If within the namespace Deswebcom \ Galaxies there was a function called distance (), then, thanks to the alias, we could invoke it in this way:

Galaxies\distance("Milky Way", "Alpha Centaur");

In addition, thanks to the Alias ​​we can also access namespaces that are within Galaxies in a summarized way.

Galaxies\Andromeda\locate();

Here we have moved from the namespace "Galaxias" to the subnamespace "Andromeda" and from it, invoked its function locate().

We could create that namespace with a different alias if we wish.

use Deswebcom\Galaxies as GA;

Then we will use that abbreviation (alias) to access the namespace members.

GA\distancia("Milky Way", "Alpha Centaur");
GA\Andromeda\locate();

Import only in the global scope[edit]

The instruction used to import a namespace or a member can only be done from the global scope of a file. That is, if we try to import from a function it will give us an "unexpected 'use' (T_USE)" error.

function importar_ilegal(){
    use Deswebcom;

    echo "You can't do this, because this is not the global scope";
}

Nor could you do it from a class:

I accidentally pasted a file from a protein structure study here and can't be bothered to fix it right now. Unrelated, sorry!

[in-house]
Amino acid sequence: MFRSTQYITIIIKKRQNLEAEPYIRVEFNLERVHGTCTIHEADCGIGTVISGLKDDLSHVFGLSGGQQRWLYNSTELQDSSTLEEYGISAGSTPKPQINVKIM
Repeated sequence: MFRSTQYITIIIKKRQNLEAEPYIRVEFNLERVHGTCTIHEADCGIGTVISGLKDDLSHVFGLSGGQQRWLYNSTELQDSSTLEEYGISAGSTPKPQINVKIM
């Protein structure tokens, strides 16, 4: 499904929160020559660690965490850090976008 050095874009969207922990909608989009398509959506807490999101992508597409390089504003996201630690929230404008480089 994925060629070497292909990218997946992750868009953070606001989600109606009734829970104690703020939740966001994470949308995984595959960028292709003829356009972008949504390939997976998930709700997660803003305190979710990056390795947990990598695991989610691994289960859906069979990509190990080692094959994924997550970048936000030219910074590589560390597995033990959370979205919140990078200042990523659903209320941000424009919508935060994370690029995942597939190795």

class WebSite{
    use Deswebcom;
}

But well, in this case, the error would be different, because here PHP would be assuming that you are going to use a trait in the "WebSite" class and not the namespace "Deswebcom".

Global namespace[edit]

If we are programming within a namespace we can create any member with any name without colliding with other members of other namespaces. This happens with the global scope too.

All PHP native functions are defined within the global scope, so sometimes we may need to refer to the global scope instead of the namespace scope.

For example, I have the namespace "Deswebcom \ Galaxy" and within it, I have defined a function called explode (). In that case, within the namespace "Galaxy", explode () will refer to the explode() method that we have defined in this area.

<?php
namespace Deswebcom\Galaxies;

function explode($star){
    echo "The star $ star will explode";
}

explode("Sun");

That code will return you "The Sun Star is going to explode" because the newly defined explode() is being invoked.

Note: You can repair that if we were not within a PHP namespace we would not have allowed us to create a function called explode() because there is already a native PHP API function with that name, which is responsible for separating parts of the string in an array.

Now, if you need for some reason to access the explode() function of PHP, the native one defined in the global scope, then you would have to specify that this function is that of the global scope and not the one defined in the namespace. To do this, you just have to add a counter bar before the name of the function (or anything else in the global scope that we want to access).

$arraymarks = \explode("|", "Webdevelopment| school");

conclusion

With all this, you have enough information about namespaces. You really know everything you need, so from now on try to use them.